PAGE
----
If you're tired of thinking about government agencies having access to your phone conversations and social network activity, while geolocating your mobile devices, just relax for a minute. There are still beautiful things in the world that we've created with our computers. Like this film, "Hinode."
Not only this image wins the internet for the most amazing image of the Venus transit, but to me it's also one of the most impressive images in the history of astronomy and space exploration. The scale and the feeling left me in awe.
This image, snapped by the Japanese probe Hinode on February 1, looks way more terrifying than it actually is. Most of the top half of the Sun seems to have fallen into a massive black hole, but it's not quite that dramatic. It's actually a coronal hole, a gigantic opening that allows the Sun to vent excess gas.…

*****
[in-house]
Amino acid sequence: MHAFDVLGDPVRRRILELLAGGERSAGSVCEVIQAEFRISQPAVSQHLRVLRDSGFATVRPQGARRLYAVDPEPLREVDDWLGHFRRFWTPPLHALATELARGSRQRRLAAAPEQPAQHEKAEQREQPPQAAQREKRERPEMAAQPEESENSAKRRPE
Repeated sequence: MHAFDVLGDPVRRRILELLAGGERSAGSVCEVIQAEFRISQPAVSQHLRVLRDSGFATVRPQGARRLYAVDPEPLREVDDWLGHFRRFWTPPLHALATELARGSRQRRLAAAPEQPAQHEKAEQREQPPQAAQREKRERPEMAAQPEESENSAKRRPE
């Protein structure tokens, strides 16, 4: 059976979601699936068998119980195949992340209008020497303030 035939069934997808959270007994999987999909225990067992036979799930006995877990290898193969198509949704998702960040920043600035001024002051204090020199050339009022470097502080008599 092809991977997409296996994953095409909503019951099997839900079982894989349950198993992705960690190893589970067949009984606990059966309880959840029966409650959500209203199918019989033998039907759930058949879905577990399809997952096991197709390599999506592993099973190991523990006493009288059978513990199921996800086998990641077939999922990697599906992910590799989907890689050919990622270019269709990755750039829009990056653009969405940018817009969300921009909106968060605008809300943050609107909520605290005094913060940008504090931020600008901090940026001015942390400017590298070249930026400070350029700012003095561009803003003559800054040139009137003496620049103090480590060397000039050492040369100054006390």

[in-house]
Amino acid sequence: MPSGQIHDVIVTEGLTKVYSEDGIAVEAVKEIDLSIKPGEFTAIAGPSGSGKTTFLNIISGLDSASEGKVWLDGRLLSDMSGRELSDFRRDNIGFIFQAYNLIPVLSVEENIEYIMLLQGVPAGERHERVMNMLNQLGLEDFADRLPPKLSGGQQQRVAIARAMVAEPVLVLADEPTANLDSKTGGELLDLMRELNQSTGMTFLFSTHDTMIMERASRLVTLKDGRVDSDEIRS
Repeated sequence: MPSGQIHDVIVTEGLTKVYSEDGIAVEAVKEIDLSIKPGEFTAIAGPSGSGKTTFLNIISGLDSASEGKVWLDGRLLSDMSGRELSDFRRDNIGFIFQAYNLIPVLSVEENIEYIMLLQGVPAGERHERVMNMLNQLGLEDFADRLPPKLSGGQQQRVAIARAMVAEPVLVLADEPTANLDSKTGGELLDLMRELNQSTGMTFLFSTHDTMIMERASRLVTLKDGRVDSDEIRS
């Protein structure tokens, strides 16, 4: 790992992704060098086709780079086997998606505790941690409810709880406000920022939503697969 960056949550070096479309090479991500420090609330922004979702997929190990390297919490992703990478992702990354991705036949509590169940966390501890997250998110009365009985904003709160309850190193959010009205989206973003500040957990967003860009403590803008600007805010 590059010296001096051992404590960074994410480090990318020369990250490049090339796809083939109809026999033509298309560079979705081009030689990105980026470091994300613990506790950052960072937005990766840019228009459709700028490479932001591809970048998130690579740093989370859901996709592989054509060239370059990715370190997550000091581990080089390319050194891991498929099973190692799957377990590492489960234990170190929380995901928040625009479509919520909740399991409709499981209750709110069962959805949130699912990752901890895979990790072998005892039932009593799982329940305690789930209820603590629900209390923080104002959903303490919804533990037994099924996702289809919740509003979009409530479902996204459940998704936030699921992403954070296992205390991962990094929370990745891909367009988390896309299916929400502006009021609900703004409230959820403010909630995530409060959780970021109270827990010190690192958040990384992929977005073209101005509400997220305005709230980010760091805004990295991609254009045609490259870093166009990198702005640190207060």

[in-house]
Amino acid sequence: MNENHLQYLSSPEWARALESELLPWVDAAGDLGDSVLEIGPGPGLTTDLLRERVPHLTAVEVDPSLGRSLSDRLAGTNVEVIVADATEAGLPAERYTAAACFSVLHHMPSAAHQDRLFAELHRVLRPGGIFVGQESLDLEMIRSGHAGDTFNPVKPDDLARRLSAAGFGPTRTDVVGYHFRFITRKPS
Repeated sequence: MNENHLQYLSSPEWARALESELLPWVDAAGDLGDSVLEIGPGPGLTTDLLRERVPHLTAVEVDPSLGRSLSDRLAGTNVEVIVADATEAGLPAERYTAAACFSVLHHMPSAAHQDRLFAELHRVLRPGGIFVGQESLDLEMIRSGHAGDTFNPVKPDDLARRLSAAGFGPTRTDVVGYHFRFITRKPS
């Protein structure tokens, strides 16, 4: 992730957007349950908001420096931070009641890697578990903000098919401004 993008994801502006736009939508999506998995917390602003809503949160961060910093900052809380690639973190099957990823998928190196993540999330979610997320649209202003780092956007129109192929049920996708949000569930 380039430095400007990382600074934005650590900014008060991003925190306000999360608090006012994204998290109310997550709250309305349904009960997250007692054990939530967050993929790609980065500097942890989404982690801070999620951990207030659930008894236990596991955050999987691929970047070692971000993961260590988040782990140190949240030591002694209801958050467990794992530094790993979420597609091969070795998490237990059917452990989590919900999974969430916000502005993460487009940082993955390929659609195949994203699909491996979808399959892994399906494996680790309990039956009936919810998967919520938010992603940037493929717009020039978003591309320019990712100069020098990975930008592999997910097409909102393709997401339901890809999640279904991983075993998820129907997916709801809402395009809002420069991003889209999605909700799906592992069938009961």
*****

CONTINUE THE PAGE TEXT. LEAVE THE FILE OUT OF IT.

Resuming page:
Back on January 4, the Moon moved in front of the Sun, almost completely blocking our view of the Sun back on Earth. The Japanese-American Hinode satellite snapped this absolutely incredible photo of the eclipse from up in space.
So, I guess a) the world is really ending, b) someone has an awesome satellite, c) Sauron is back, or d) all of the above. I don't care. This is the most amazing view of a solar eclipse. And here's video:
We've long seen the results of solar flares on Earth, but haven't been able to predict when they'll strike next. New research released last week has given us a better understanding of solar weather. The massive, looping jets of superheated gas that erupt from the sun are driven by giant magnetic structures that…